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Common People

In Pursuit of My Ancestors

Common People

In Pursuit of My Ancestors

“Family history begins with missing persons,” Alison Light writes in Common People. We wonder about those we’ve lost, and those we never knew, about the long skein that led to us, and to here, and to now. So we start exploring.
 
Most of us, however, give up a few generations back. We run into a gap, get embarrassed by a ne’er-do-well, or simply find our ancestors are less glamorous than we’d hoped. That didn’t stop Alison Light: in the last weeks of her father’s life, she embarked on an attempt to trace the history of her family as far back as she could reasonably go. The result is a clear-eyed, fascinating, frequently moving account of the lives of everyday people, of the tough decisions and hard work, the good luck and bad breaks, that chart the course of a life. Light’s forebears—servants, sailors, farm workers—were among the poorest, traveling the country looking for work; they left few lasting marks on the world. But through her painstaking work in archives, and her ability to make the people and struggles of the past come alive, Light reminds us that “every life, even glimpsed through the chinks of the census, has its surprises and secrets.”
 
What she did for the servants of Bloomsbury in her celebrated Mrs. Woolf and the Servants Light does here for her own ancestors, and, by extension, everyone’s: draws their experiences from the shadows of the past and helps us understand their lives, estranged from us by time yet inextricably interwoven with our own. Family history, in her hands, becomes a new kind of public history.

352 pages | 31 halftones | 6 x 9 | © 2015

Biography and Letters

History: British and Irish History, General History

Sociology: Social History

Reviews

"This is a richly peopled book. . . . Common People is a great deal more than a family history. Light is a literary historian, and her talent here has been to use her skills not just to pursue individuals through the thickets or record offices and county archives, but to set them within their historical era. . . .The achievement of Common People is its triumphant demonstration of the interplay between individual lives and the somber backcloth of economic circumstance. . . . The effect of Common People is to make you aware of the hidden network of anyone’s ancestry. In illuminating her own, Light serves up the most powerful family history I have ever read."

Penelope Lively | New York Times Book Review

“Above all a work of quiet poetry and insight into human behaviour. It is full of wisdom.”

Times (UK) Book of the Week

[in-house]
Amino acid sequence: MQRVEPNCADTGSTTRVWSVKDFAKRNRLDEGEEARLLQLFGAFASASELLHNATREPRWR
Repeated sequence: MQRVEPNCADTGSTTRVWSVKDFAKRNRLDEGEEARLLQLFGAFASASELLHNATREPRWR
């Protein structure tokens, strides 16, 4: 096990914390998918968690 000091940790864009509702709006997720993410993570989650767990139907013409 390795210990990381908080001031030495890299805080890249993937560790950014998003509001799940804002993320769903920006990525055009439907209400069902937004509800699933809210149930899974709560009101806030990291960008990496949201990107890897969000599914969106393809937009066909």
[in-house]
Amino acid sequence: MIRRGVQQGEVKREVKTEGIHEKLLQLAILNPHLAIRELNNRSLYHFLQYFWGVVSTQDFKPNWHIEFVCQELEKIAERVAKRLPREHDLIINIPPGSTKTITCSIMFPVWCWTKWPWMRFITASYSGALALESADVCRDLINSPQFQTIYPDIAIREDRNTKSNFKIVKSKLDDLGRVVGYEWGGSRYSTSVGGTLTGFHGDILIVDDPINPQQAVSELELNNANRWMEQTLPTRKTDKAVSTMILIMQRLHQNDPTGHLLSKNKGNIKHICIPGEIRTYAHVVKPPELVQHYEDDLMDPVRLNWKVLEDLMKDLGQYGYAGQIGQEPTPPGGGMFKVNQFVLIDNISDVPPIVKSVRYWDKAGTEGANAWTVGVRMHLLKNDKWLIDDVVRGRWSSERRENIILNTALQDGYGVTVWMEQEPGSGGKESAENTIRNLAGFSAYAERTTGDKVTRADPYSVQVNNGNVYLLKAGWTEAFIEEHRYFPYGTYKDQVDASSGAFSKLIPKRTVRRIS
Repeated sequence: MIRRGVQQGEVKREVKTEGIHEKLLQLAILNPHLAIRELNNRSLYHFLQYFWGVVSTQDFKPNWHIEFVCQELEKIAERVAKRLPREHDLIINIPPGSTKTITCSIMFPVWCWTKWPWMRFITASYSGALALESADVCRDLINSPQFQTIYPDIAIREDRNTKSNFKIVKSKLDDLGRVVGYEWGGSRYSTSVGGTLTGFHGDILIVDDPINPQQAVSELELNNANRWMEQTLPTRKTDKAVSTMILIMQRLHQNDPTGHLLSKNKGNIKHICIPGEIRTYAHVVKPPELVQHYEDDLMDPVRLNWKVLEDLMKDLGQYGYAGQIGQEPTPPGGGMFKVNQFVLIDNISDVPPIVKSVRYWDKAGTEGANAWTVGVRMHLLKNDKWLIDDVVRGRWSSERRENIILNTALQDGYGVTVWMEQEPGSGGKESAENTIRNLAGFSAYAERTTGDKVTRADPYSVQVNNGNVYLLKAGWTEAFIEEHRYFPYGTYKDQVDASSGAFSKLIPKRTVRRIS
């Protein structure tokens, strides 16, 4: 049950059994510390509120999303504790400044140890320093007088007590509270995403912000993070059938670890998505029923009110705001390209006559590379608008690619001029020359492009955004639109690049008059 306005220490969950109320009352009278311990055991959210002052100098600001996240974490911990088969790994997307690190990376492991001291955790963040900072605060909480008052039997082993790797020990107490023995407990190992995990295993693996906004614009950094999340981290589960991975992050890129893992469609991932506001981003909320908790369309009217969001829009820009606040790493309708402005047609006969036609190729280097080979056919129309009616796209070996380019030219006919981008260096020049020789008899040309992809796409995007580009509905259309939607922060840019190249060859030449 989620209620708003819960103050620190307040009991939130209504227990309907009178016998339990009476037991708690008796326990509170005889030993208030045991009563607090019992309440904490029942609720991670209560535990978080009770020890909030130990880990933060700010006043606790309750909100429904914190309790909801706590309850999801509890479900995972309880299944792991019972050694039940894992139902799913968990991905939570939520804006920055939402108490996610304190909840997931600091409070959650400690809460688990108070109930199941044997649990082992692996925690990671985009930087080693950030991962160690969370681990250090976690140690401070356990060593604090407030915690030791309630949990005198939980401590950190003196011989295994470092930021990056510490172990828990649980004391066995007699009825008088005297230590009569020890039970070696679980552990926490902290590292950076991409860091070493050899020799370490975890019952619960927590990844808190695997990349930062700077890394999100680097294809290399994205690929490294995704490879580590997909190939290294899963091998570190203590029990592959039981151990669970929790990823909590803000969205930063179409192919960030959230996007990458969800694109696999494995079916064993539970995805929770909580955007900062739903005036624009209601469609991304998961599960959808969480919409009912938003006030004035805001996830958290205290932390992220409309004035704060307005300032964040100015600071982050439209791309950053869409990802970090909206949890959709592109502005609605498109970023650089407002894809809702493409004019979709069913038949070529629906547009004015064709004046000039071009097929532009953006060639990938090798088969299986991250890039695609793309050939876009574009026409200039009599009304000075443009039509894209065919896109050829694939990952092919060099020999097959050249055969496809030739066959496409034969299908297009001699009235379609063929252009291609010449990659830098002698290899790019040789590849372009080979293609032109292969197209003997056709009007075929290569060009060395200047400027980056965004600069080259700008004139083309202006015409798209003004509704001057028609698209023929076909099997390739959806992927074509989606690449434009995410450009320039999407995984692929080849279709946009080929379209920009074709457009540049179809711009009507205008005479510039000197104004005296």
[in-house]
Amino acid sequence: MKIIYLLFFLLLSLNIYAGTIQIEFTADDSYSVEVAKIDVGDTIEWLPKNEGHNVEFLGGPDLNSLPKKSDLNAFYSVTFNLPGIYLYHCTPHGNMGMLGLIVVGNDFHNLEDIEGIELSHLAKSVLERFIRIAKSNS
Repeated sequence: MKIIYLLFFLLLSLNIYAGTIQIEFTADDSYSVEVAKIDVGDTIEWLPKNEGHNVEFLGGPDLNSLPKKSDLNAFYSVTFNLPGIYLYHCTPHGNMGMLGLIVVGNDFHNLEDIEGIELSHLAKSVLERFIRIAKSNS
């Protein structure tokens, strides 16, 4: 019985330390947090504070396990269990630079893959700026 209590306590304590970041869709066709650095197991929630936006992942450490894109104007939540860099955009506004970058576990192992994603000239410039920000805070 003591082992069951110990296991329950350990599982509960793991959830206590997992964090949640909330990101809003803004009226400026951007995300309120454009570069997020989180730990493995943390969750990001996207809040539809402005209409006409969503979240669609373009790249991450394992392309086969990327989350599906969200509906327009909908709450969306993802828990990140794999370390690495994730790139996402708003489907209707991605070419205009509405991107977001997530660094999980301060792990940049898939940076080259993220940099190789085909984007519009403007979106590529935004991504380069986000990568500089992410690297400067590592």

“I read Common People with a mixture of admiration, awe and sorrow. . . . It is a remarkable achievement and should become a classic, a worthy successor to E. P. Thompson’s Making of the English Working Class. It is full of humanity.”

Margaret Drabble

“By turns mesmeric and deeply moving: a poetic excavation of the very meaning of history.”

Daily Telegraph

Common People tells the story of Alison Light’s own experience of looking for her ancestors: a quest for origins, explanations and the filling of absences. It is also a moving meditation on the role of family history and on the nature of history itself. . . . The results are inspiring. Few historians can match Light’s ability to see a subject anew and explore it with imagination and humanity.”

Times Higher Education

“Remarkably gifted at investing bare archival facts with emotional valence, Light delivers a history-from-within that makes readers care deeply about a great-grandmother who enters the world as a workhouse baby and leave s it as a pauper lunatic, about a great-great-grandfather who suffers an ineluctably downward trajectory in employment that finally lands him in a workhouse. Readers do learn about the larger historical dynamics driven by the Industrial Revolution, British imperialism, and two world wars, yet the individual never disappears from view. A cross-grained family history that transcends its genre.”—Booklist

Booklist

"Professional historians tend to regard family history as a poor cousin of the history of societies or nations. But as Alison Light shows in this meticulous, moving study of her antecedents, 'once the branches proliferate, families become neighborhoods and groups, and groups take shape around the work they do and where they find themselves doing it.' The personal is always public. . . . Ms. Light's book is full of moments where the public and the personal intersect to quietly devastating effect."

Wall Street Journal

Table of Contents

List of Illustrations and Credits
Family Trees
Preface
 
Prologue: A Child’s Sense of the Past
 
Part One: Missing Persons
1. Evelyn’s Grave
2. Hope Place
 
Part Two: Tall Stories
3. The Road to Netherne
5. Albion Street
 
Postscript
Notes
Acknowledgements
Index

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